My greatest sports memory would be when Vince Carter jumped over that guy in the Olympics [in 2000]. Oh my god. When you were watching it, you were like, "He did not just do that." You didn't expect it and the guy that he jumped over didn't expect it. He almost fainted after. To me, it was the biggest dunk ever -- either that or when John Starks dunked it on [Michael] Jordan [in the 1993 NBA playoffs]. No one saw that coming. Also, Shawn Kemp, Clyde Drexler, all the crazy moments, like when Jordan first threw it down from the foul line.

What's your most prized piece of sports memorabilia?

I probably got a couple trophies laying around. I got this one picture of me with the six-pack when I used to play ball. I was like, "Man, look how I used to be." I look at myself in the mirror now and I feel ashamed. I'm working back at it. I've got a little four-pack now.

Who was your childhood sports idol?

At one time, I used to love Steve Francis. He had the handle. At one time, I used to love Kobe [Bryant] when he first came into the league and it was him and Shaq [Shaquille O'Neal]. I used to love Vince Carter when he first came into the league and he was jumping out of the gym. And I used to love Jason Williams when he first came in. He had the crossovers and just everything. He was killing it.

Which modern athlete do you love to hate?

I was always mad at Reggie Miller for upsetting my team, the Knicks, and my city. Spike Lee wanted to strangle him. I think the day that Spike Lee won't be there, it's going to look like something is wrong with the Knicks.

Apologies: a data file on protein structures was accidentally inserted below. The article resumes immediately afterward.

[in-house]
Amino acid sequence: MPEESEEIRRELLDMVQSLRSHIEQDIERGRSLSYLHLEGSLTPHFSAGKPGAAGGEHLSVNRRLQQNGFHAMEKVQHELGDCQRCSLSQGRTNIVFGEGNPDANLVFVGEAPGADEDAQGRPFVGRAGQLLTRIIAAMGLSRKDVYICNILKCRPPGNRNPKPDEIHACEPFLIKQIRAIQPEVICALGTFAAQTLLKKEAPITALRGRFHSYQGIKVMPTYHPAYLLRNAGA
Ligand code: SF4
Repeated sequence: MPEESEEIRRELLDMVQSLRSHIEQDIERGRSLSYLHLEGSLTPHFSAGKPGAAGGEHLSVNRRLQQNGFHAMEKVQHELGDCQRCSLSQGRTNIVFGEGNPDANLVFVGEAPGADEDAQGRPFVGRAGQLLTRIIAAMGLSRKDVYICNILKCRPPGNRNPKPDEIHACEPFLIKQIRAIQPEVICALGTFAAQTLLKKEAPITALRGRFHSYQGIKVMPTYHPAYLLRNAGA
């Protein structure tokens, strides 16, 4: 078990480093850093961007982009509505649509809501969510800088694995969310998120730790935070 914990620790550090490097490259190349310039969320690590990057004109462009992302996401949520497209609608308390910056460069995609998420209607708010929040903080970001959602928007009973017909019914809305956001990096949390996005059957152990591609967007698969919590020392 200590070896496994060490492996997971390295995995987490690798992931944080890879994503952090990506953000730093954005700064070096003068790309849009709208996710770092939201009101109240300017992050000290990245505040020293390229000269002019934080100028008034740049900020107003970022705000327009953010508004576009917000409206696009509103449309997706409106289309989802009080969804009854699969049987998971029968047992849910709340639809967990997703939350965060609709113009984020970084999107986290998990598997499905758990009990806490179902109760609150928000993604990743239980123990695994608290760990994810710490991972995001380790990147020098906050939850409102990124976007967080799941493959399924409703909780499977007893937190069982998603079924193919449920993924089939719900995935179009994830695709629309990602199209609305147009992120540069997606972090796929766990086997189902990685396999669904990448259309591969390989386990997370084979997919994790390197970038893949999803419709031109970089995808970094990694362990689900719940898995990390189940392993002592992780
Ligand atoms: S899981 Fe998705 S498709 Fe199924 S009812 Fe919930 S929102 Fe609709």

By the way, what do you think about Carmelo Anthony? Think he gets too much unfair criticism?

Yeah, man. I feel like he's a great player, man, but I just feel like it's not his time to win. I feel like every dog gets his day. There are some people that never win, but Jordan and Kobe were able to do it because they were great leaders. I feel like Melo's a leader, but he needs to lead more.

Before I let you go, I know you're big into colorful fashion. Now that it's taking over the NBA, what do you think about that?

They're biting my swag. I gotta tell them to stand down. Nah. I feel like, you know, some people like to wear colorful stuff. Some people like to be blacked down and some people just want to be colorful. Some people just have weird problems. I'm never going to wear a pink sweater. Some people just do it because they feel like they can do it.